At the end of each quarterly period, a derivatives firm must provide a derivatives party with a statement if the two entities transacted in that quarter or if there are outstanding derivatives resulting from a previous transaction. Such statements must include information about the transactions, including date, transaction terms, and further information sufficient to identify the agreement that governs the transaction.
Compliance and Recordkeeping
The Rule will require that derivatives firms implement policies to ensure the firms: (i) comply with securities legislation relating to trading and advising in derivatives; (ii) manage the risks of its derivative activities in accordance with their risk management procedures; and (iii) have appropriate policies in place such that each individual who may perform an activity on behalf of the firm has appropriate experience and training to do so competently and acts with integrity.
Further, the Rule will require a derivatives dealer to designate an individual as a "senior derivatives manager" (the Manager) for each derivatives business unit and, upon request, identify to the appropriate regulatory authority the applicable Manager.
The Manager will be required to supervise all derivative activities in their business unit and address any non-compliance with the Rule and applicable securities legislation. The Manager will also be required to deliver an annual report to the board of directors of the derivatives firm describing each incident of material non-compliance and any steps taken related to the incident, as well as a statement that their business unit is in material compliance with the Rule and applicable securities legislation. Further, a derivatives dealer will be required to report to the applicable securities regulatory authority any non-compliance if it may cause a risk of material harm to a derivatives party, capital markets, or if that non-compliance is part of a pattern.
The Rule will also impose new recordkeeping requirements, such as a description of its derivatives business and activities and records demonstrating the existence and nature of the derivative. These records will be required to be readily accessible and kept for seven years from the date the record is created. In Manitoba, the records must be kept for eight years from the date created.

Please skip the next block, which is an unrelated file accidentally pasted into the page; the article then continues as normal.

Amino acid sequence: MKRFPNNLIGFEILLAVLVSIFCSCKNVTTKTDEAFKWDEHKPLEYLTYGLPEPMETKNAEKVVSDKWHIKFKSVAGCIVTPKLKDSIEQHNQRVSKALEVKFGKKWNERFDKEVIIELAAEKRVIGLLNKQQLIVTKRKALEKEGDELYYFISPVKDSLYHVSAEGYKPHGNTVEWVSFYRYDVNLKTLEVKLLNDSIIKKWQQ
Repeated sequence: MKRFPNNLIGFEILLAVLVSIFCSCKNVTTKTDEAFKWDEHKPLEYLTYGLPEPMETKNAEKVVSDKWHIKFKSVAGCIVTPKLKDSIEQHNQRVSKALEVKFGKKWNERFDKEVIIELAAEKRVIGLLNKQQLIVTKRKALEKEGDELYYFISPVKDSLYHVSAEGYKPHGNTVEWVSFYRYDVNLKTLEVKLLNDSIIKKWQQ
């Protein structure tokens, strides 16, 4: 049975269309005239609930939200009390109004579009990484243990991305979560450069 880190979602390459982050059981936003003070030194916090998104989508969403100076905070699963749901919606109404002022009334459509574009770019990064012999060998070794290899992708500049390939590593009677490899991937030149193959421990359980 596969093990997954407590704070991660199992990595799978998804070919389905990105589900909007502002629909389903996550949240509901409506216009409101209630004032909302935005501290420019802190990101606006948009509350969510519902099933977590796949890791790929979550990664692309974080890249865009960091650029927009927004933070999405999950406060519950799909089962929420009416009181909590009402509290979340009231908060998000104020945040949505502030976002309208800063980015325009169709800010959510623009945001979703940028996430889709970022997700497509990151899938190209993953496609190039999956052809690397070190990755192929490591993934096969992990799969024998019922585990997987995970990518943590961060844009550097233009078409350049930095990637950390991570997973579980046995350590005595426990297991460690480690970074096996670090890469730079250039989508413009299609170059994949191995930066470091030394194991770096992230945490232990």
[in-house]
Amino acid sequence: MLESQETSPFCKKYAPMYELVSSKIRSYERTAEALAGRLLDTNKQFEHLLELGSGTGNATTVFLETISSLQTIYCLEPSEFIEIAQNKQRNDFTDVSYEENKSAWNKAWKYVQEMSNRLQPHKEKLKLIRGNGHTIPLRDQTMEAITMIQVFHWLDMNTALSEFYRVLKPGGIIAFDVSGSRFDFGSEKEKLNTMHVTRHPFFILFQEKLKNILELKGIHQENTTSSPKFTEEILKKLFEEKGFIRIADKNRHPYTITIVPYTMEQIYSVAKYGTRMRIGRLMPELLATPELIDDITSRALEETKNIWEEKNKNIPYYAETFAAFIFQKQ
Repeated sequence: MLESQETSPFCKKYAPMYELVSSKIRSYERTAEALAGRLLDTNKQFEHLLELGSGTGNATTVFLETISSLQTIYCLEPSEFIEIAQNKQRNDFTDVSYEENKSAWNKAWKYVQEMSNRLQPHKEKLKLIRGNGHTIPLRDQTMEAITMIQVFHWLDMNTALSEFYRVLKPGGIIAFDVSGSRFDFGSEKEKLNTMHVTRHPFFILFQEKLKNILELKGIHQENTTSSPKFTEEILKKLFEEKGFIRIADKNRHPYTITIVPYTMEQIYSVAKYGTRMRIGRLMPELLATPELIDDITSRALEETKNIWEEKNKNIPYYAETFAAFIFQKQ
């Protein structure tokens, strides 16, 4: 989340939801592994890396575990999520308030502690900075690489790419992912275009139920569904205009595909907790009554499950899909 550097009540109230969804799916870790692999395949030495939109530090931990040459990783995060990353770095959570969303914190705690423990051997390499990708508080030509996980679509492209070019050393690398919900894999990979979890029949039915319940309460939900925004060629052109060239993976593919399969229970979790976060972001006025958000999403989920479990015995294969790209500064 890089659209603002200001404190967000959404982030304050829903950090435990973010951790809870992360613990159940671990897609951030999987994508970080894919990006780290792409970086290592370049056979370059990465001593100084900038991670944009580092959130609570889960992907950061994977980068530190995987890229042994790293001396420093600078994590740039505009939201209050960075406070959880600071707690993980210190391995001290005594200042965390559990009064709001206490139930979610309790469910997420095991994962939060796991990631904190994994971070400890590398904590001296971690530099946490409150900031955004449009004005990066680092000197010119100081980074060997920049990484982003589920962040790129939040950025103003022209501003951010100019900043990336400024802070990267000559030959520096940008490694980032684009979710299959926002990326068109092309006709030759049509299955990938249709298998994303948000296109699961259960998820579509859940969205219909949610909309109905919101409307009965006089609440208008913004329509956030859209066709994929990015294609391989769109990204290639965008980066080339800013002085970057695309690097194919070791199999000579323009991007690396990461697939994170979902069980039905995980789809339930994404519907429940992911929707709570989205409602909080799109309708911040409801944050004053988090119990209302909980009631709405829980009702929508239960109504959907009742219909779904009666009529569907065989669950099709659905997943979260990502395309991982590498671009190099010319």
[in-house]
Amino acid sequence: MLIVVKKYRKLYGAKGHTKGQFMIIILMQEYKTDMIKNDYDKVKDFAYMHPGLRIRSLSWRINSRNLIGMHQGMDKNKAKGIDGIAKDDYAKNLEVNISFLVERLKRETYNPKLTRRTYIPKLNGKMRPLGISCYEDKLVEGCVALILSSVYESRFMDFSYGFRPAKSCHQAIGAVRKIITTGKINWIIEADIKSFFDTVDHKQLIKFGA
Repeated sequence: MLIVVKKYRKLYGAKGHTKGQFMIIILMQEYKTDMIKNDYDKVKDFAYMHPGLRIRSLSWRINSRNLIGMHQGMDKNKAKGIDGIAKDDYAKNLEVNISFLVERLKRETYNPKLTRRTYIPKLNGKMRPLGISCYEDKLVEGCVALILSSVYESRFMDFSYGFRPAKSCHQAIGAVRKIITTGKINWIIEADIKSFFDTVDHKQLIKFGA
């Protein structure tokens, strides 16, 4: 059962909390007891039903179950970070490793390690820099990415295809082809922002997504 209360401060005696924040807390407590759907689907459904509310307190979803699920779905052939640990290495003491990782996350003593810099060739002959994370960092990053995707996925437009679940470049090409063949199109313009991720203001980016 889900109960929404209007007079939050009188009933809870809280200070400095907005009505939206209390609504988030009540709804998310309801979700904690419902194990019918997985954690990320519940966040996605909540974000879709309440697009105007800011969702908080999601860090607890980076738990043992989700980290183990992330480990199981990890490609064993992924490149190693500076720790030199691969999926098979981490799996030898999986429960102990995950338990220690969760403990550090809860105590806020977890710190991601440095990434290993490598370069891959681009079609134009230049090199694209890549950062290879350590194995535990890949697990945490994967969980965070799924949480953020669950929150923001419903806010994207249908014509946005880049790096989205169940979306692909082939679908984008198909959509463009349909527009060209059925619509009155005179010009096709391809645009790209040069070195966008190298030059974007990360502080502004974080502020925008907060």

The Rule provides for several exemptions from itself, including circumstances in which: (1) the transaction is made with an investment dealer registered in accordance with National Instrument 31-103 or a derivatives dealer transacting as principal for its own account; (2) the entity has an exemption or exclusion from a requirement to be registered, licensed, or authorized under the legislation of a foreign jurisdiction in which its head office or principal place of business is located; or (3) the entity is a derivatives dealer that is not a Canadian financial institution.
The Rule also provides for certain exemptions for end-users of derivatives and provides further detail to the foreign derivatives dealers exemption.
Finally, the Rule also provides exemptions from specific provisions of the Rule for certain entities. One example is a derivatives dealer being exempt from the fair dealing, handling complaints, and compliance and recordkeeping requirements in respect of a transaction where the execution of the transaction is subject to the rules of a derivatives trading facility and the derivatives dealer does not know the identity of the derivatives party prior to, and at the time of, execution of the transaction. There are also certain exemptions for Canadian derivatives advisers, foreign derivatives advisers, and foreign derivatives sub-advisers. Finally, the Rule grants securities regulatory authorities the discretion to grant an exemption to the Rule, in whole or in part.
If you have any questions related to Multilateral Instrument 93-101 and how to ensure your organization will be compliant with the Rule prior to when it takes effect in September 2024, please do not hesitate to contact our Trading & Derivatives team.
Please note that this publication presents an overview of notable legal trends and related updates. It is intended for informational purposes and not as a replacement for detailed legal advice. If you need guidance tailored to your specific circumstances, please contact one of the authors to explore how we can help you navigate your legal needs.